Pivotal Cloud Foundry, application development platform, helps developers and operations build better software, faster: the value proposition is that it drives developer productivity, operator efficiency, and increases security.
In a simple sense, PCF automates a multitude of tasks that a developer needs to do build, test, and release software, as well as tasks for operations such as provisioning and managing the underlying infrastructure that the software runs on.
These tasks include: host management, infrastructure automation, container registries, key management, container run-time, networking, scheduling & orchestration, service management, integrating and managing data stores, among others.
It has hard $ ROI from lowering the number of operations people that are required to support developers, and moves valuable developer time from managing software to building software.
Why this is interesting:
Today a low single digit % of workloads are managed via PaaS / Containers (the vast majority are deployed directly to virtual machines). Over the next 3-5 years this is forecast to be multiples higher (around 10% per Dell Technologies Forum).
Customers that I spoke to seemed to indicate that they are also in the earlier innings of their deployments. Workloads grow on the platform via three-ways:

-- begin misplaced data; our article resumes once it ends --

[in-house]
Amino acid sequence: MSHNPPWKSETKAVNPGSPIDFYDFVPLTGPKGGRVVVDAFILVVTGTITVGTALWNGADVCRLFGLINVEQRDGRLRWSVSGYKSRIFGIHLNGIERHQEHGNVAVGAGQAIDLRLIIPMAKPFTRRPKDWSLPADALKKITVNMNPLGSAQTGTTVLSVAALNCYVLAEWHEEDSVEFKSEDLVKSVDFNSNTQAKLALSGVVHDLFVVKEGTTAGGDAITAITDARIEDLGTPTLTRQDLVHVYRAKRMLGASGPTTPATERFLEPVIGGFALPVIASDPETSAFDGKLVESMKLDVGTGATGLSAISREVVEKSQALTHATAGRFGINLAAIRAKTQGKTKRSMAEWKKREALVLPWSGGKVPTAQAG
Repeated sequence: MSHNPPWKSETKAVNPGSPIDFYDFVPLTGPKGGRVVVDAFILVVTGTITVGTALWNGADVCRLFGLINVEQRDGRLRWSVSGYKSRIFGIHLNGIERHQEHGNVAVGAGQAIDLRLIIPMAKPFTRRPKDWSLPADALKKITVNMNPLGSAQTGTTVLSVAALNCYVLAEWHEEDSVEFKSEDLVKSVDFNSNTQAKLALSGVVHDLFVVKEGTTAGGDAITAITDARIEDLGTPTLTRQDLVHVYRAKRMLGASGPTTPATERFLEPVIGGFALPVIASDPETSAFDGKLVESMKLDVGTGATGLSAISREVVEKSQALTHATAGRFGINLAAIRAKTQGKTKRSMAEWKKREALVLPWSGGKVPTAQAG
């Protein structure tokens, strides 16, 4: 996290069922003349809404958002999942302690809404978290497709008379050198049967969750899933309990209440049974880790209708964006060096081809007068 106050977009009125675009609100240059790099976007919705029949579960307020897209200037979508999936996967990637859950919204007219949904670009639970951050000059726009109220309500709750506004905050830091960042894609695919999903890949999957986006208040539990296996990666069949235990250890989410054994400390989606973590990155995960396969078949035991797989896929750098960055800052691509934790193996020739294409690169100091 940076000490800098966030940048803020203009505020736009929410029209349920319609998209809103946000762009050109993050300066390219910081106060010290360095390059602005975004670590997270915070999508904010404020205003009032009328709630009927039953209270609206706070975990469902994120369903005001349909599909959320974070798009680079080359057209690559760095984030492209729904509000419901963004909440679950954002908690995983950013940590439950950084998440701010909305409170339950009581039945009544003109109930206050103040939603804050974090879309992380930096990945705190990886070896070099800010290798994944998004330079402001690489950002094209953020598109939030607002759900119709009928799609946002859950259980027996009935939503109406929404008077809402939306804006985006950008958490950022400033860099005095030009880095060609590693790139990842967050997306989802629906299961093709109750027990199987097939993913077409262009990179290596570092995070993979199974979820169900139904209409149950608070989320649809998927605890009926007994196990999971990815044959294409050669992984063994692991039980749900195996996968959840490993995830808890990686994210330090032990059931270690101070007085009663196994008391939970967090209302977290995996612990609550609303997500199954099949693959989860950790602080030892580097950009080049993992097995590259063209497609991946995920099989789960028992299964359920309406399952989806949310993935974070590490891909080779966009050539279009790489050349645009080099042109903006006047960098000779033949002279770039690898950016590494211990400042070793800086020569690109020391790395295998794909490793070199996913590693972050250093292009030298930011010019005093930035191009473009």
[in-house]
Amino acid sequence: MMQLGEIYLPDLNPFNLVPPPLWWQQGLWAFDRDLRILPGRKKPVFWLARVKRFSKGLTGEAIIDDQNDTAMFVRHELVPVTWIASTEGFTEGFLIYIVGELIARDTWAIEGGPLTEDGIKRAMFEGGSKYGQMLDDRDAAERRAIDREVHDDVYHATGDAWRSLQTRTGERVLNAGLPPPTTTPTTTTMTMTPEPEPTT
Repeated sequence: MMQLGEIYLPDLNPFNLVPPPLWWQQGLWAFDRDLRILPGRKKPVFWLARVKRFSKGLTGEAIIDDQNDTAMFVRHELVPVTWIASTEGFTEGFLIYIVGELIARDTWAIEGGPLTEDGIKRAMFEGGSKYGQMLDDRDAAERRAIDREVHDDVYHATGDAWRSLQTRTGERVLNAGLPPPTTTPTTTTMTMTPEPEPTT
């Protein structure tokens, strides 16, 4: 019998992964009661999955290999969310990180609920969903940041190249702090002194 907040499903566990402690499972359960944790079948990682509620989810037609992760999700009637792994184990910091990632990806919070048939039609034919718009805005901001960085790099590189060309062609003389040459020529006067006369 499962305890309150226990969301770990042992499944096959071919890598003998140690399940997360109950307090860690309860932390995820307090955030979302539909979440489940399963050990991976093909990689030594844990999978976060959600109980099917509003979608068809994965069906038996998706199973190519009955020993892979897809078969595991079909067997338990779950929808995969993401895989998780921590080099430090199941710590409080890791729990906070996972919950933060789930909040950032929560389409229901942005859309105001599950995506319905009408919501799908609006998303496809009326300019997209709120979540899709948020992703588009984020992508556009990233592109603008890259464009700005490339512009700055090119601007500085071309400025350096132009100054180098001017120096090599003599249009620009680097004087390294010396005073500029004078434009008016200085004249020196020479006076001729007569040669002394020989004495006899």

1. Net new workloads are created by companies building new applications
2. Existing applications are re-architected to become cloud native
3. Growth in the application
The business model is tied to the number of workloads run on the platform:
PCF is sticky (very low churn) and strategic to their existing customers. The business has very strong net expansion rates, and can one can model a multitude of different scenarios going forward --- and while I don’t know with precision what they will be, it seems more than reasonable that PCF will be significantly larger over the next few years.
Historical net expansion rate has been the following:
163% at the end of fiscal 17 and 158% at the end of fiscal 18 and about 150% in fiscal 19.
Customer growth has been the following:
75 at end of 15, 180 at the end of 16, 275 at the end of 17, and 319 at the end of 18.
Ultimately we are in the very early innings of platform use, and PCF is massively underpenetrated from a customer perspective.
Pivotal is forecasting to end the year with $390m of subscription revenue from and net expansion rate of 150%
We can breakdown business into two parts:
1. Net expansion rate of current customers
This is imprecise and is more qualitative then knowing a specific # --- but broadly have spoken to a number of customers and I believe most companies are still in the earlier innings of their PCF deployment.
Dropping from a 150% CAGR over the last three years to a 128% net expansion rate CAGR over next 3 years --- would double the current base of business